A landlord cannot begin an eviction lawsuit without first legally terminating the tenancy. To legally terminate a tenancy, the landlord must give the tenant written notice, as specified in the state's termination statute. If the tenant doesn't move (or fix the problem that prompted the termination—for example, by paying the rent or finding a new home for the dog), the landlord can then file a lawsuit to evict. Eviction lawsuits in your area might be called unlawful detainer (UD) suits or another similar name.
State laws set out detailed requirements to end a tenancy. The type of termination notice a landlord must serve depends on the situation, and each state has its own procedures as to how termination notices and eviction papers must be written and delivered ("served").
Although terminology varies somewhat, when landlords have a reason (cause) for wanting a tenant out, they can use one of three types of termination notices:
In some states, landlords are not required to give tenants the opportunity to pay overdue rent or fix a lease violation. In these states, landlords may use unconditional quit notices right away—they can extend second chances if they wish, but no law requires them to do so. See Nolo's chart of state laws on unconditional quit terminations for more details.
When tenants have received notice but do not move or fix the lease or rental agreement violation by the deadline in the notice, the landlord can file an eviction lawsuit.
Typically, landlords who do not have cause cannot terminate the tenancy of a tenant with a fixed-term lease.
When the tenancy is subject to a month-to-month or other shorter term rental agreement, landlords can terminate without cause. They simply must provide the tenant with the amount of notice required by state law. (Note that many rent control laws do not allow landlords to terminate even month-to-month or shorter term rental agreements without cause.)
If the tenant decides to mount a defense against an eviction suit, it might add weeks—even months—to the eviction process. A tenant can point to mistakes in the notice or the eviction complaint, or improper service (delivery) of either, in an attempt to delay or dismiss the case.
Courts often take into account a landlord's past action (or lack of action) when deciding an eviction suit. When a landlord has failed to keep the rental in a safe and habitable condition, or when the landlord has filed the eviction suit in retaliation for a tenant's legal acts, courts are less likely to find in favor of eviction.
Landlords who win an eviction suit receive a judgment for possession of the property, and possibly an order that the tenant pay any unpaid rent. However, even a landlord receives a judgment for possession, it is illegal for the landlord to try to remove the tenant by locking the tenant out or turning off utilities. Rather, landlords must follow the state and local procedures for the physical removal of tenants. These often require landlords to retain the sheriff or other local law enforcement to carry out the actual eviction.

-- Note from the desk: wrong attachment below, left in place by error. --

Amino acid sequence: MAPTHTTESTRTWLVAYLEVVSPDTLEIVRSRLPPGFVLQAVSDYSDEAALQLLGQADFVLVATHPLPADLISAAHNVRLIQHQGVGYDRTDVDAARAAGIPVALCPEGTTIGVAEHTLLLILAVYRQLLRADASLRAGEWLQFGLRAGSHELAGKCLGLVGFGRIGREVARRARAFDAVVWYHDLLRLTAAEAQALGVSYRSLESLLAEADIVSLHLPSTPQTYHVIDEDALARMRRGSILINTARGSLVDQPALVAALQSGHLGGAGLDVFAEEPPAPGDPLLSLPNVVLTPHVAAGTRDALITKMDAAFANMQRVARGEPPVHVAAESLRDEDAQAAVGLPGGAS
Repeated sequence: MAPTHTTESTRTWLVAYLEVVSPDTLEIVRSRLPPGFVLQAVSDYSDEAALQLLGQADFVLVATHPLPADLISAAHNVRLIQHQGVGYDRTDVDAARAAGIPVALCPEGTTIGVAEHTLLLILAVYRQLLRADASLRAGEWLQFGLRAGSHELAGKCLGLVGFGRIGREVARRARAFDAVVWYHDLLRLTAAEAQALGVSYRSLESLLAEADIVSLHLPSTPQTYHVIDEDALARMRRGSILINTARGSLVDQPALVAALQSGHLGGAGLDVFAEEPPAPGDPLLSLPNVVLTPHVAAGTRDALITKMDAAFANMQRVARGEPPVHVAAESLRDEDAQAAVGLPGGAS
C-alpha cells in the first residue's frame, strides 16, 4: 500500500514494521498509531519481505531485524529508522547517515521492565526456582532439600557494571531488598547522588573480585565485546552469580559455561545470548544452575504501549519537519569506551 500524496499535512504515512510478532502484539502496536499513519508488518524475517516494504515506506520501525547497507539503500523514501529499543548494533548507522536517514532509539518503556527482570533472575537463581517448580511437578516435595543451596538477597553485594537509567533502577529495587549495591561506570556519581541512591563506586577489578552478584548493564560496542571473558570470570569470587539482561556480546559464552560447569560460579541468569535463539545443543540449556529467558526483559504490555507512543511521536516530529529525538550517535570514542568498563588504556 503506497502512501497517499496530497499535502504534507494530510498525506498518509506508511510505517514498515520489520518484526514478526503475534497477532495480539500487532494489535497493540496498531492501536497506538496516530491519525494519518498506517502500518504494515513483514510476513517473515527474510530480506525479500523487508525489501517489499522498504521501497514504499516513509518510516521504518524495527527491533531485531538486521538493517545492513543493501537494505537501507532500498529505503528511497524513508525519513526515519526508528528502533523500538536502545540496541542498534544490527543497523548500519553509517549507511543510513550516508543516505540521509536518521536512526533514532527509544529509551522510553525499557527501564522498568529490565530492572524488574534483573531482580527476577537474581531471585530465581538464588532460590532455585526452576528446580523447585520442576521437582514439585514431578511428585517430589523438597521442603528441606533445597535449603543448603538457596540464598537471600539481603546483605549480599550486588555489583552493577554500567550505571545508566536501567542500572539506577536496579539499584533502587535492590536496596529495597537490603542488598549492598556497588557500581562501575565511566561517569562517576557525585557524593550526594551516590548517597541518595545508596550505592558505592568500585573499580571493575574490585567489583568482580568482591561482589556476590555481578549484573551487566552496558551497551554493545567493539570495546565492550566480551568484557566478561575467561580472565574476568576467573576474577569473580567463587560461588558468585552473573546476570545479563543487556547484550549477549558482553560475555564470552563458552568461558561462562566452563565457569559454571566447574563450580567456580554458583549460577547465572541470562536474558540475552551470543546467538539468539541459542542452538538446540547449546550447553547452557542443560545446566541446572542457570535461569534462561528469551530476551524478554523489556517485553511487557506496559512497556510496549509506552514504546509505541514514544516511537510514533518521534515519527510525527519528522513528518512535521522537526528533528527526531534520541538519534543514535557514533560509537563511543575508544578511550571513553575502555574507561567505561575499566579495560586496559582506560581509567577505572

Typically, you must give the court judgment to a local law enforcement officer (sheriff or marshal), along with a fee that is charged to the tenant as part of your costs to bring suit. The sheriff or marshal gives the tenant a notice that the officer will be back within a number of days to physically remove the tenant if the tenant isn't gone by then.
For details, see Nolo's chart of state laws on handling tenants' abandoned property.
Landlords often chafe at the detailed rules that they must follow. There is a reason, however, why most states insist on strict compliance. First of all, eviction lawsuits are, relatively speaking, fast legal procedures. (How many other civil cases are over and done with after a few weeks?) The price to pay for this streamlined treatment is unwavering adherence to the rules.
Second, what's at stake here—a tenant's home—is arguably more important than a civil case concerning money or business. Consequently, legislators have been extra careful to see that tenants get adequate notice and an opportunity to respond.
Unless you thoroughly know your legal rights and duties before evicting a tenant, and unless you dot every "i" and cross every "t," you might end up on the losing side.
If you need help understanding the eviction processes and rules in other states or need state-specific guidance on legally evicting a tenant, see our state-by-state guides on evicting tenants.
For an overview of terminations and evictions in other states, including relevant state laws on termination for nonpayment of rent and for lease violations, see Nolo's Every Landlord's Legal Guide, by Marcia Stewart, Janet Portman, and Ann O'Connell.